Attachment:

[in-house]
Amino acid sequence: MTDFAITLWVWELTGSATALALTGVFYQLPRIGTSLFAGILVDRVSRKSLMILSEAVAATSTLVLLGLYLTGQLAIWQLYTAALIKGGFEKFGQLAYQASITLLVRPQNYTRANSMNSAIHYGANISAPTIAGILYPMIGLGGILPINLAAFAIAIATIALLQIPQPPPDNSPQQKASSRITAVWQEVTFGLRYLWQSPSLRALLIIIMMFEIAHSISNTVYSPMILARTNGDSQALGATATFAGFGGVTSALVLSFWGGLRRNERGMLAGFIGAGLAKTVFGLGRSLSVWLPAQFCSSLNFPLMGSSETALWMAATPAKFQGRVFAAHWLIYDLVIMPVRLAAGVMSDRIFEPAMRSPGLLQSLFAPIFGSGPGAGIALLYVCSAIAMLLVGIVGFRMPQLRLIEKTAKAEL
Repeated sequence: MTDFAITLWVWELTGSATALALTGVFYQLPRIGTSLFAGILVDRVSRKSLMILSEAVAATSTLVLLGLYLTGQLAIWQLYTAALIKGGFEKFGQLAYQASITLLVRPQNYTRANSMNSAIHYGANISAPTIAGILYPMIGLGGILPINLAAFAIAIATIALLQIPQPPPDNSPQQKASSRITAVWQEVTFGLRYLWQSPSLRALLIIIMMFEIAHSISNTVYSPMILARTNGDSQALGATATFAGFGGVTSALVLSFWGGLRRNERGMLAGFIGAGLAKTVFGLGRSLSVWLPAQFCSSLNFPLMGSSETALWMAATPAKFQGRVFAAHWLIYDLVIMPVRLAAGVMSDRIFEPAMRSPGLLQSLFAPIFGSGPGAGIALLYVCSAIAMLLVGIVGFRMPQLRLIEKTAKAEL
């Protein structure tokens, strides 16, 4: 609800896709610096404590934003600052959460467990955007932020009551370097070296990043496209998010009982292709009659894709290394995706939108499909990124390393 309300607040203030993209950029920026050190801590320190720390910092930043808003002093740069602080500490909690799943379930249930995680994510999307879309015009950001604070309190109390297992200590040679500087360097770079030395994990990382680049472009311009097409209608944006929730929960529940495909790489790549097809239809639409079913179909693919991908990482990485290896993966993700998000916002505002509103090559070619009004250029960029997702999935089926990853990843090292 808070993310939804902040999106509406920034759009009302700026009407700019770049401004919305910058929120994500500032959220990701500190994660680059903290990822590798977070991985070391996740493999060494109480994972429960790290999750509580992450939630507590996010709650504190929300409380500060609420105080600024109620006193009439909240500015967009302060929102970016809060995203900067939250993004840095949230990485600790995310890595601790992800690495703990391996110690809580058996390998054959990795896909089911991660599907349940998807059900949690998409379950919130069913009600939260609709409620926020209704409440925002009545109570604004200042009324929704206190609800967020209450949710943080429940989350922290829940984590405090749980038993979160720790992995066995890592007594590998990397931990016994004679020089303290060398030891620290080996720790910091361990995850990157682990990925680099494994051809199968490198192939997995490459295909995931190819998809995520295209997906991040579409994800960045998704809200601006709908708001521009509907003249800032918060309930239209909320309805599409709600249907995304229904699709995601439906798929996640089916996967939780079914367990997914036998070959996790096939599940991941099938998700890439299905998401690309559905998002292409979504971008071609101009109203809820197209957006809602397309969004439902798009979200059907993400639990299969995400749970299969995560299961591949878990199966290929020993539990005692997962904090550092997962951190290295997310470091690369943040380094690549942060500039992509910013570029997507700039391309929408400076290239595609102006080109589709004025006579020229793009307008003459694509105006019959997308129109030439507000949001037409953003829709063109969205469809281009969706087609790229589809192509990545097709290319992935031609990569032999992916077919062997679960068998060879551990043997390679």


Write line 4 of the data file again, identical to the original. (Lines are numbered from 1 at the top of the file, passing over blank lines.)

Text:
């Protein structure tokens, strides 16, 4: 609800896709610096404590934003600052959460467990955007932020009551370097070296990043496209998010009982292709009659894709290394995706939108499909990124390393 309300607040203030993209950029920026050190801590320190720390910092930043808003002093740069602080500490909690799943379930249930995680994510999307879309015009950001604070309190109390297992200590040679500087360097770079030395994990990382680049472009311009097409209608944006929730929960529940495909790489790549097809239809639409079913179909693919991908990482990485290896993966993700998000916002505002509103090559070619009004250029960029997702999935089926990853990843090292 808070993310939804902040999106509406920034759009009302700026009407700019770049401004919305910058929120994500500032959220990701500190994660680059903290990822590798977070991985070391996740493999060494109480994972429960790290999750509580992450939630507590996010709650504190929300409380500060609420105080600024109620006193009439909240500015967009302060929102970016809060995203900067939250993004840095949230990485600790995310890595601790992800690495703990391996110690809580058996390998054959990795896909089911991660599907349940998807059900949690998409379950919130069913009600939260609709409620926020209704409440925002009545109570604004200042009324929704206190609800967020209450949710943080429940989350922290829940984590405090749980038993979160720790992995066995890592007594590998990397931990016994004679020089303290060398030891620290080996720790910091361990995850990157682990990925680099494994051809199968490198192939997995490459295909995931190819998809995520295209997906991040579409994800960045998704809200601006709908708001521009509907003249800032918060309930239209909320309805599409709600249907995304229904699709995601439906798929996640089916996967939780079914367990997914036998070959996790096939599940991941099938998700890439299905998401690309559905998002292409979504971008071609101009109203809820197209957006809602397309969004439902798009979200059907993400639990299969995400749970299969995560299961591949878990199966290929020993539990005692997962904090550092997962951190290295997310470091690369943040380094690549942060500039992509910013570029997507700039391309929408400076290239595609102006080109589709004025006579020229793009307008003459694509105006019959997308129109030439507000949001037409953003829709063109969205469809281009969706087609790229589809192509990545097709290319992935031609990569032999992916077919062997679960068998060879551990043997390679």